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“House of the Dragon” burns bright in triumphant season 1

(Photo courtesy of Variety) “House of the Dragon” has wowed viewers after a controversial and critically panned “Game of Thrones” finale.

Troy Lafond
Connector Editor

For varying reasons, many expected “Game of Thrones” spin-off series “House of the Dragon” to be a failure. For much of its run, “Game of Thrones” stood up as the pinnacle of television achievement. By its series finale, it had turned itself into a laughingstock due to how disappointing it was. Adapting a spin-off book that was essentially a historical textbook in the “A Song of Fire and Ice” universe was, on paper, an awkward choice to course correct. However, despite these factors, “House of the Dragon” has flown onto the scene as one of the most promising new television shows of the year. 

“House of the Dragon” takes place approximately 200 years before the events of “Game of Thrones”, and follows what is known in-universe as the “Dance of the Dragons”, a civil war over the succession to the Targaryen throne. Having not born a son, King Viserys names his first-born daughter Rhaenyra to be his successor, causing strife amongst both the people of the Seven Kingdoms and the internal leadership. 

At the center of “House of the Dragon” is a phenomenal array of acting performances. To pick just a few is a disservice to the excellent work that every actor does in every minute of screentime, but it is impossible to recognize the achievement of “House of the Dragon” without mentioning its standout stars Paddy Considine, Emma D’Arcy and Milly Alcock.  

Paddy Considine plays King Viserys Targaryen, the ruler of Seven Kingdoms at the onset of the series. Emma D’Arcy and Milly Alcock both play his daughter Rhaenyra Targaryen, D’Arcy as the older Rhaenyra and Alcock as the younger. Considine carries the weight of Viserys’ kinghood and his strides to hold his family together flawlessly and delivers one of the most breathtaking acting performances put to screen this year in episode eight. D’Arcy and Alcock manage to beautifully portray the same character with decades of distance, showcasing both Rhaenyra’s progression into maturity and her childhood desires perfectly. The rest of the cast does an excellent job as well, but it would be hard to see Considine and D’Arcy not winning Emmy Awards for their performances here.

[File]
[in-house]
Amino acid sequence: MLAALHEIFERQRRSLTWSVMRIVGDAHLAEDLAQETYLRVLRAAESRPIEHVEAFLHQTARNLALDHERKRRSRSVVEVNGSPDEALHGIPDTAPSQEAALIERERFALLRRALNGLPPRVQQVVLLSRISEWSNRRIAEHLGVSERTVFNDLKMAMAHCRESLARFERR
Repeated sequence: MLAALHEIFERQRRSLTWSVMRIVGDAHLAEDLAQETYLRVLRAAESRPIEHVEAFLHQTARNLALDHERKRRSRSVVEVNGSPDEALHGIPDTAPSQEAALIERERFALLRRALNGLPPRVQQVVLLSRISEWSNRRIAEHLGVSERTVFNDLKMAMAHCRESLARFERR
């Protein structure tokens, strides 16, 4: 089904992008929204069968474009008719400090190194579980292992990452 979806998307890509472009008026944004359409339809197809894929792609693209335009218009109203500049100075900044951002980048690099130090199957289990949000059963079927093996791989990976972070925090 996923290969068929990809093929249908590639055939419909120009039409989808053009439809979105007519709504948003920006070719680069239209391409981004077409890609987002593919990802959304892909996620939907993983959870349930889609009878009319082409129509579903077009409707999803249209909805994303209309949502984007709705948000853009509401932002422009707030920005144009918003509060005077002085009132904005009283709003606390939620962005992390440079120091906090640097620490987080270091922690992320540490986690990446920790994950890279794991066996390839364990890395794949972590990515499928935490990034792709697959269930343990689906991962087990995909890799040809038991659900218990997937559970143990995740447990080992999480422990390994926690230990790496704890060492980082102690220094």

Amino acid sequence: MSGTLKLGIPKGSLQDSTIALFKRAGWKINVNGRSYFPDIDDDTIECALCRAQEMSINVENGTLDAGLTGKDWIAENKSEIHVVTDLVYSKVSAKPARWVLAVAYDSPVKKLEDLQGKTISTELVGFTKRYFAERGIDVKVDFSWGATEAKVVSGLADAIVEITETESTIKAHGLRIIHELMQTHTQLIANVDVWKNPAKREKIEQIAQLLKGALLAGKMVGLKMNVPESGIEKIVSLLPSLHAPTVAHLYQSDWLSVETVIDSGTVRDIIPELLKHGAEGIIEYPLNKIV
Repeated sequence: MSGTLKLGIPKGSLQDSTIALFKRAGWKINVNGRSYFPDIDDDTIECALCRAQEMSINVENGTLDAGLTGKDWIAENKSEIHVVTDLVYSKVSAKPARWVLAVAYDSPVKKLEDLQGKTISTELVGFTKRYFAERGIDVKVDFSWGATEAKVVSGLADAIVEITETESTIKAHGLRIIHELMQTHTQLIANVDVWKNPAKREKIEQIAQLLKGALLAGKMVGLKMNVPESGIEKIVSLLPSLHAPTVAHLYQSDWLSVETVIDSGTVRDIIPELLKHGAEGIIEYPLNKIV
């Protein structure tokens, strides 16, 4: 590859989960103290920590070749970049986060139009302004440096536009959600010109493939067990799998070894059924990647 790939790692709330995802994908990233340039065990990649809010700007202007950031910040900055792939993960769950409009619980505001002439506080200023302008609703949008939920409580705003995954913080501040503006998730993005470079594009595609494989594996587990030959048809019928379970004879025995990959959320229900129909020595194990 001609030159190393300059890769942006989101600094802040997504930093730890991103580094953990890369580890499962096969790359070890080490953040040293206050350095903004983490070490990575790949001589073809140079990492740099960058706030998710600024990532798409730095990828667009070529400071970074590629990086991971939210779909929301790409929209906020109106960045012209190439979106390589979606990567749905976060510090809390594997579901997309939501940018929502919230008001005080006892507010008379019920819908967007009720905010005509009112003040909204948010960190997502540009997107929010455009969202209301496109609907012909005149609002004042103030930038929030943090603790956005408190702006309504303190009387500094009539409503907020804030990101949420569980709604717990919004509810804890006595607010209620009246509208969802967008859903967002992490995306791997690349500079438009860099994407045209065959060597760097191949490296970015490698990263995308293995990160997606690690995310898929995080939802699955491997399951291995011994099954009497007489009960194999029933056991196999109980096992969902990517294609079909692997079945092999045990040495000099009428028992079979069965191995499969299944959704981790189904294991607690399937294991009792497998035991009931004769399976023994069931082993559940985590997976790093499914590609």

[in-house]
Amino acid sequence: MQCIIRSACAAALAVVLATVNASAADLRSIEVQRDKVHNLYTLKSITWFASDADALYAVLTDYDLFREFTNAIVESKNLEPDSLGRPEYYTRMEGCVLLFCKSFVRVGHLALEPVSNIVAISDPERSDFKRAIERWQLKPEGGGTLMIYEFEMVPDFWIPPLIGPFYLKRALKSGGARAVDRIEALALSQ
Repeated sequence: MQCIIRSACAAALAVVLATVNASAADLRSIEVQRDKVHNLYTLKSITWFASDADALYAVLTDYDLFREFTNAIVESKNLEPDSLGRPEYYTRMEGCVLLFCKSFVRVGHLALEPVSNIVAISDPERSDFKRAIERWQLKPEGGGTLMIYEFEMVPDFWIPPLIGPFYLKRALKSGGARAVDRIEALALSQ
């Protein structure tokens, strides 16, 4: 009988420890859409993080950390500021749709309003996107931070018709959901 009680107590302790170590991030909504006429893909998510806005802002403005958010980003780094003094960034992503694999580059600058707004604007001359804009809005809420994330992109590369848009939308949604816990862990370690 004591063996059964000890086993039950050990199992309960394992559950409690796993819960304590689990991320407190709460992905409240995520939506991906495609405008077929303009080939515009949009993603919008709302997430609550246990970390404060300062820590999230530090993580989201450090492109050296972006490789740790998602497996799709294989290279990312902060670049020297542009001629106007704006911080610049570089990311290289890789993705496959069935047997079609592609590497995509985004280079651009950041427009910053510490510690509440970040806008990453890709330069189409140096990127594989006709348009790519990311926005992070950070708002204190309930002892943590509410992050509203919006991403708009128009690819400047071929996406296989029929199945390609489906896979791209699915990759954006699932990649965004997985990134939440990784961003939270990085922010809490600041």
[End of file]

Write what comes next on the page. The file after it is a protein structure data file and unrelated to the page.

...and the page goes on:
The season gets off to an inconsistent start. Season one must perform the impossible task of setting up decades worth of background information and character development, so that the audience is familiar with the characters for when the Dance of the Dragons actually begins. As such, the season employs a frequent use of time jumps, varying from six months to 10 years between episodes early into the season. The ten year time jump between episode five and six is particularly awkward, due to some characters aging up to get new actors, while other actors are not replaced and look the same age after.  

It was particularly disappointing to see Alcock be replaced so early into the show’s run. While D’Arcy is a fantastic replacement for her who plays Rhaenyra just as well, it would have been really great to see Alcock have more time to shine. Her rebellious but loyal demeanor was the central strong point of much of the early season, with time that she was not on the screen feeling simply uninteresting. 

However, once “House of the Dragon” reached the point where they no longer needed to keep skipping time is when it truly hit the ground running. The final four episodes of the season are some of the best television made this year, with captivating familial drama, high budget action, star-making performances and never-ending tension. Much like its predecessor, “House of the Dragon” does an excellent job of ensuring the audience has characters to root for, while not sacrificing the ideal that no one is wholly “good” or “bad”. Everyone has their reasons for acting as they are. 

In many ways, season one of “House of the Dragon” is just a warm-up. The last minutes of this season are emotionally devastating and are sure to serve as the inflection point for a significantly more action-packed season two. However, as far as warm-ups go, it is hard to ask for match better than this. Strap yourselves in, because HBO has itself a guaranteed new classic bound to be discussed for years to come. 

Grade: A 

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